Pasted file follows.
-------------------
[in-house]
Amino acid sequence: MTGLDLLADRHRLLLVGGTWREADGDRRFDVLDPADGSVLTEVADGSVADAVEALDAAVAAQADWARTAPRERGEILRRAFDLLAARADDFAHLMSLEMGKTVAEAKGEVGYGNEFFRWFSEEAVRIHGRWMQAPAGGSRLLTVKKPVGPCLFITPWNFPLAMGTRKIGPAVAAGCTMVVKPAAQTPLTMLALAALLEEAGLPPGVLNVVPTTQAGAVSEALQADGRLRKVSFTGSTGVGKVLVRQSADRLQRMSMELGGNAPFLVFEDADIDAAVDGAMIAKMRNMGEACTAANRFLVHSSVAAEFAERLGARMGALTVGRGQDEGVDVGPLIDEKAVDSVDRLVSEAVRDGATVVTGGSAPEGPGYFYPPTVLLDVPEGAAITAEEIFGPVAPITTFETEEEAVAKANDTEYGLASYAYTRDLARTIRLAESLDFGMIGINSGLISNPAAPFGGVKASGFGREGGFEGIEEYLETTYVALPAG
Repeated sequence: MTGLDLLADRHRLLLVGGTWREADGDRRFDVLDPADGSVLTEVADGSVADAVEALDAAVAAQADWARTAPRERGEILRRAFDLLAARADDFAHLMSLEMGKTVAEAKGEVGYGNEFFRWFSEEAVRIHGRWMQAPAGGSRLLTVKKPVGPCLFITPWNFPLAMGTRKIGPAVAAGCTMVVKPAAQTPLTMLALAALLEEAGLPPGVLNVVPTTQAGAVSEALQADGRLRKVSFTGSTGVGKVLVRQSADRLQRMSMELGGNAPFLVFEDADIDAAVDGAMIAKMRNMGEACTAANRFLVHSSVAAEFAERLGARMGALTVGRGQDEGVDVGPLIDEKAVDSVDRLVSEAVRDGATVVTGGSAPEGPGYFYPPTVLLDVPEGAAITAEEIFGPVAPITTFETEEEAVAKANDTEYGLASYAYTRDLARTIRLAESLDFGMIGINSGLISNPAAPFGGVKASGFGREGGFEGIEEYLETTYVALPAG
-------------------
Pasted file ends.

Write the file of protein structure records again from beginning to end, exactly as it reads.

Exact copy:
[in-house]
Amino acid sequence: MTGLDLLADRHRLLLVGGTWREADGDRRFDVLDPADGSVLTEVADGSVADAVEALDAAVAAQADWARTAPRERGEILRRAFDLLAARADDFAHLMSLEMGKTVAEAKGEVGYGNEFFRWFSEEAVRIHGRWMQAPAGGSRLLTVKKPVGPCLFITPWNFPLAMGTRKIGPAVAAGCTMVVKPAAQTPLTMLALAALLEEAGLPPGVLNVVPTTQAGAVSEALQADGRLRKVSFTGSTGVGKVLVRQSADRLQRMSMELGGNAPFLVFEDADIDAAVDGAMIAKMRNMGEACTAANRFLVHSSVAAEFAERLGARMGALTVGRGQDEGVDVGPLIDEKAVDSVDRLVSEAVRDGATVVTGGSAPEGPGYFYPPTVLLDVPEGAAITAEEIFGPVAPITTFETEEEAVAKANDTEYGLASYAYTRDLARTIRLAESLDFGMIGINSGLISNPAAPFGGVKASGFGREGGFEGIEEYLETTYVALPAG
Repeated sequence: MTGLDLLADRHRLLLVGGTWREADGDRRFDVLDPADGSVLTEVADGSVADAVEALDAAVAAQADWARTAPRERGEILRRAFDLLAARADDFAHLMSLEMGKTVAEAKGEVGYGNEFFRWFSEEAVRIHGRWMQAPAGGSRLLTVKKPVGPCLFITPWNFPLAMGTRKIGPAVAAGCTMVVKPAAQTPLTMLALAALLEEAGLPPGVLNVVPTTQAGAVSEALQADGRLRKVSFTGSTGVGKVLVRQSADRLQRMSMELGGNAPFLVFEDADIDAAVDGAMIAKMRNMGEACTAANRFLVHSSVAAEFAERLGARMGALTVGRGQDEGVDVGPLIDEKAVDSVDRLVSEAVRDGATVVTGGSAPEGPGYFYPPTVLLDVPEGAAITAEEIFGPVAPITTFETEEEAVAKANDTEYGLASYAYTRDLARTIRLAESLDFGMIGINSGLISNPAAPFGGVKASGFGREGGFEGIEEYLETTYVALPAG